Language Communities favourable to Romanian FCNM State Report

Harold F. Schiffman haroldfs at
Fri Jul 8 14:04:03 UTC 2005

Language communities favourable to Romanian FCNM State Report

Kolozsvr/ Cluj 6/23/2005 , by Aron Ballo

Initial reactions from minority-language speaking communities in Romania
find the second state report of the Framework Convention for the
Protection of National Minorities (FCNM) submitted by Romania to the
Council of Europe (CoE)to be satisfactory and realistic. It is now up to
the Advisory Committee to consider it and adopt an opinion intended for
the Committee of Ministers. The report finds a general improvement in the
legal framework and administrative capacity regarding ethnic minorities,
especially in connection with language usage, education and political
representation possibilities.

The report also shows a decline in minority-language speakers in 15 cases
out of a total of 20 minority groups.  Generally [fewer] people declared
themselves as belonging to an ethnic minority in 2002, compared to 1992.
At the same time, [fewer] people declared their native language as being a
minority one. There are 20 ethnic minorities in Romania. The report only
quotes the ethnic identity data and not the ones on mother tongue when it
compares the 1992 figures to the 2002 ones. According to this, in five
cases out of 20, the number of persons belonging to an ethnic minority
increased (Roma, Turks, Croats, Greeks and Italians).

In all other cases their number dropped. For example, the number of those
declaring themselves as ethnic Hungarians fell by nearly 200,000 (from
1,624,959 to 1,431, 807). This decline happened for a number of reasons:
emigration, working abroad, negative birth rate, ethnic assimilation, and
the different method of registering one's ethnic identity according to EU
standards in 2002 compared to 1992. There were also cases such as in
Kolozsvr/ Cluj where the nationalist Mayor, Gheorghe Funar, was in charge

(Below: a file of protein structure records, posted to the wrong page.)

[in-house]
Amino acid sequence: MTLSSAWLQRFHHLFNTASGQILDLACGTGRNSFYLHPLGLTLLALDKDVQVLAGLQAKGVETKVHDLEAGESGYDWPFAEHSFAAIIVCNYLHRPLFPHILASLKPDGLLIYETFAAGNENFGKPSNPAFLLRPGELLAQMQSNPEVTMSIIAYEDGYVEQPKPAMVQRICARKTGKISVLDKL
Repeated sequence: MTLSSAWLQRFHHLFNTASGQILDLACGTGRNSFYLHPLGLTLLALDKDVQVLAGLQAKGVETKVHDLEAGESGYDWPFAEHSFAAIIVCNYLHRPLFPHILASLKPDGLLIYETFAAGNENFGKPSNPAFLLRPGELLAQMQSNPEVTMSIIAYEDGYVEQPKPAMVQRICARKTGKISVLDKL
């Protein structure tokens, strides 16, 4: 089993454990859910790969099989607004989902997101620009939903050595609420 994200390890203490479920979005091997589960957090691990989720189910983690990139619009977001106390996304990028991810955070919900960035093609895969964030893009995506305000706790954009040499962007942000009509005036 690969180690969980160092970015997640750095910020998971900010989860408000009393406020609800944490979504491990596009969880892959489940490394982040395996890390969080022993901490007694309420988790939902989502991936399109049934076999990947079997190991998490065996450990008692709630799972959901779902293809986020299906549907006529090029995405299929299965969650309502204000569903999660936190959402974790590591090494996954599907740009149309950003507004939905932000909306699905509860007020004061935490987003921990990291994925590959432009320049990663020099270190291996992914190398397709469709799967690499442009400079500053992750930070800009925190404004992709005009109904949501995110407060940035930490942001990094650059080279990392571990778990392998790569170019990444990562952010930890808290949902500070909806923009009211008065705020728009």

of the census committee and where his employees tried to falsify ethnic

A draft version of the report was circulated by the Ministry of Foreign
Affairs (MAE) among the national minority leaders for opinions last year.
Because no reaction came, the Ministry and the Department for Inter-Ethnic
Relations (DRI) of the Government organized a meeting with them in March.
At this meeting, DRI President and State Secretary, Mr Attila Mark,
managed to postpone the sending of the report to the CoE, because it only
reflected the minority situation in Romania up to November 2004. Then,
parliamentary elections had overthrown the former ruling party and the new
Government Programme meant a favourable turn in Romanian minority policy.

Mark asked for the reports completion to include the new situation taking
into consideration that such a report was made every fifth year. "I am
content with the present report, because it has included my completing
remarks", Mark told Eurolang, "especially the ones that meant an answer to
the observations of the Committee of Ministers to the last report made
five years ago. Those remarks focused first of all on the necessity of
improving the situation in the field of minority-language media and
education. I suggested including the fact that more minority-language
schools had been set up, especially for the Csangos in Romanian Moldavia,
and that the media situation had improved as well."

No other minority group expressed its written view regarding the report,
except for the ethnic Italians, Czechs and Slovaks, who found it
satisfactory. Mark, who admitted he had not seen the report before
submission again since that meeting, said the document described the
minority situation in Romania without trying to be euphemistic. He found
that the state of these minorities was not ideal, but not as bad as in
France or Greece. The Advisory Committee will analyse the report and send
its view on it to the Committee of Ministers who are then expected to
adopt a resolution with the final conclusions. (Eurolang 2005)


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